'Fodoy' (right) orders food to the cook of Foni Restaurant, a business in Raval area, Barcelona, specialized in Gambian food. 'Fodoy' is a nickname for this migrant from Gambia, who arrived to Barcelona in 2007 without residence permit. He fled the country due to political prosecution and departed in a boat to Canary Islands. Then, the Spanish authorities reallocated him to Valencia and then to Barcelona. His asylum request has been blocked until 2017 due to having been condemned for drugs dealing. Until then, he is struggling to find accommodation and to have income to survive, although organizations such as CCAR assist him from time to time.

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Asylum Seekers in Spain 14
Barcelona, Spain
By Albert Gonzalez Farran
26 Apr 2015

'Fodoy' rolls a cigarette after lunch in Foni Restaurant, located in Raval area, Barcelona, run by Gambian cooks and specialized in Gambian food. 'Fodoy' is a nickname for this migrant from Gambia, who arrived to Barcelona in 2007 without residence permit. He fled the country due to political prosecution and departed in a boat to Canary Islands. Then, the Spanish authorities reallocated him to Valencia and then to Barcelona. His asylum request has been blocked until 2017 due to having been condemned for drugs dealing. Until then, he is struggling to find accommodation and to have income to survive, although organizations such as CCAR assist him from time to time.

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Asylum Seekers in Spain 08
Barcelona, Spain
By Albert Gonzalez Farran
26 Apr 2015

'Fodoy' is a nickname for this migrant from Gambia, who arrived to Barcelona in 2007 without residence permit. He fled the country due to political prosecution and departed in a boat to Canary Islands. Then, the Spanish authorities reallocated him to Valencia and then to Barcelona. His asylum request has been blocked until 2017 due to having been condemned for drugs dealing. Until then, he is struggling to find accommodation and to have income to survive, although organizations such as CCAR assist him from time to time.

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Asylum Seekers in Spain 16
Barcelona, Spain
By Albert Gonzalez Farran
26 Apr 2015

'Fodoy' rests in Ciutadilla parc, in Barcelona. 'Fodoy' is a nickname for this migrant from Gambia, who arrived to Barcelona in 2007 without residence permit. He fled the country due to political prosecution and departed in a boat to Canary Islands. Then, the Spanish authorities reallocated him to Valencia and then to Barcelona. His asylum request has been blocked until 2017 due to having been condemned for drugs dealing. Until then, he is struggling to find accommodation and to have income to survive, although organizations such as CCAR assist him from time to time.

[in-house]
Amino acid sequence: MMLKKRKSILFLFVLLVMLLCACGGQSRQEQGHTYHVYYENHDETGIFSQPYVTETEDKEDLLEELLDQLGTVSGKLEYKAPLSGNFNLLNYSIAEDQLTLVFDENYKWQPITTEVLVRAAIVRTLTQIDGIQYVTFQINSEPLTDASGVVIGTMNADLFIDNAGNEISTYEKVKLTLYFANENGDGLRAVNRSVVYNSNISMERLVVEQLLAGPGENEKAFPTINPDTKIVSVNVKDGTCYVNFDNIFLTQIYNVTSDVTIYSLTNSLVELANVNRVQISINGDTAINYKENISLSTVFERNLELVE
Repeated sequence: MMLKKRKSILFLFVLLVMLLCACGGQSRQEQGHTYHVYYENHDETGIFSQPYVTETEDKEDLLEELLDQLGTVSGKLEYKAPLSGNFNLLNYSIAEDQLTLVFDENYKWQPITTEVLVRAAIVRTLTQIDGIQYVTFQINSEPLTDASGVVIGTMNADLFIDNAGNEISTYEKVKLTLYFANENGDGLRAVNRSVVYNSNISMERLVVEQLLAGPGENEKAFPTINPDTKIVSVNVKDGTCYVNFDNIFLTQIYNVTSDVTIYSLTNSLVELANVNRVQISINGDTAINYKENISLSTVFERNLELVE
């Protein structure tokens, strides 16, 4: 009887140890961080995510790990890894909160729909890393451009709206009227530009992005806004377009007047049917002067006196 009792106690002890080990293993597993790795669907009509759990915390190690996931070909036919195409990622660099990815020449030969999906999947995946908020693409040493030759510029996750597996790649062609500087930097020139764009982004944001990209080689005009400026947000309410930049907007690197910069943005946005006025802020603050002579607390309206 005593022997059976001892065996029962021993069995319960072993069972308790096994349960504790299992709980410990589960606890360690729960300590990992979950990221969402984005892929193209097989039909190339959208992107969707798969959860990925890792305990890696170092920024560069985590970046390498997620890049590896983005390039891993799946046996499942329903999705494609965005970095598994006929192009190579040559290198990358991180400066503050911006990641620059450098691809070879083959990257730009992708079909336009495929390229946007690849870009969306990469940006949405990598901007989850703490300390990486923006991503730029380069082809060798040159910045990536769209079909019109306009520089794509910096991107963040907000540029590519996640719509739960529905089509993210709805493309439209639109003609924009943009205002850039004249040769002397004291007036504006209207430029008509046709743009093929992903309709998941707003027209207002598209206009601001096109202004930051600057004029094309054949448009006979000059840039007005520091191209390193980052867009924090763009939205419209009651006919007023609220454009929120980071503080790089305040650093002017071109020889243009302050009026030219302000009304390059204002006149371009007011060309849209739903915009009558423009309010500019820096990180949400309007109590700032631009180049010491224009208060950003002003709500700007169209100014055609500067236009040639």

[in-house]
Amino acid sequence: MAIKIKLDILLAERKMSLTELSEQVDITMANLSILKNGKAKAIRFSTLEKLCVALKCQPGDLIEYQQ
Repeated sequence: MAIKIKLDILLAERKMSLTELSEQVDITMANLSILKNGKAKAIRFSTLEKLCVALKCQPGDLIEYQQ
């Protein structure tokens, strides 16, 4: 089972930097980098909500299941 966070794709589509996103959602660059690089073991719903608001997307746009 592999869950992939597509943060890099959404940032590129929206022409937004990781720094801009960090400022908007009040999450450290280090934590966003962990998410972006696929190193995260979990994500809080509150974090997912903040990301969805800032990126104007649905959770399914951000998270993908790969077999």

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Asylum Seekers in Spain 12
Barcelona, Spain
By Albert Gonzalez Farran
22 Apr 2015

'Fodoy', from Gambia, attends practicals lessons of sewing by the owner (left) of a workshop in Barcelona, Spain. He has experience as a tailor back in his country and he wants to develop his skills. 'Fodoy' is a nickname for this migrant from Gambia, who arrived to Barcelona in 2007 without residence permit. He fled the country due to political prosecution and departed in a boat to Canary Islands. Then, the Spanish authorities reallocated him to Valencia and then to Barcelona. His asylum request has been blocked until 2017 due to having been condemned for drugs dealing. Until then, he is struggling to find accommodation and to have income to survive, although organizations such as CCAR assist him from time to time.

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Asylum Seekers in Spain 13
Barcelona, Spain
By Albert Gonzalez Farran
22 Apr 2015

'Fodoy', from Gambia, attends practicals lessons of sewing in a workshop in Barcelona, Spain. He has experience as a tailor back in his country and he wants to develop his skills. 'Fodoy' is a nickname for this migrant from Gambia, who arrived to Barcelona in 2007 without residence permit. He fled the country due to political prosecution and departed in a boat to Canary Islands. Then, the Spanish authorities reallocated him to Valencia and then to Barcelona. His asylum request has been blocked until 2017 due to having been condemned for drugs dealing. Until then, he is struggling to find accommodation and to have income to survive, although organizations such as CCAR assist him from time to time.

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Asylum Seekers in Spain 09
Barcelona, Spain
By Albert Gonzalez Farran
13 Apr 2015

German Acevedo, 23, from La Paz province, El Salvador, prepares the lunch for his other 10 housemates from Fundacio Putxet, in Barcelona.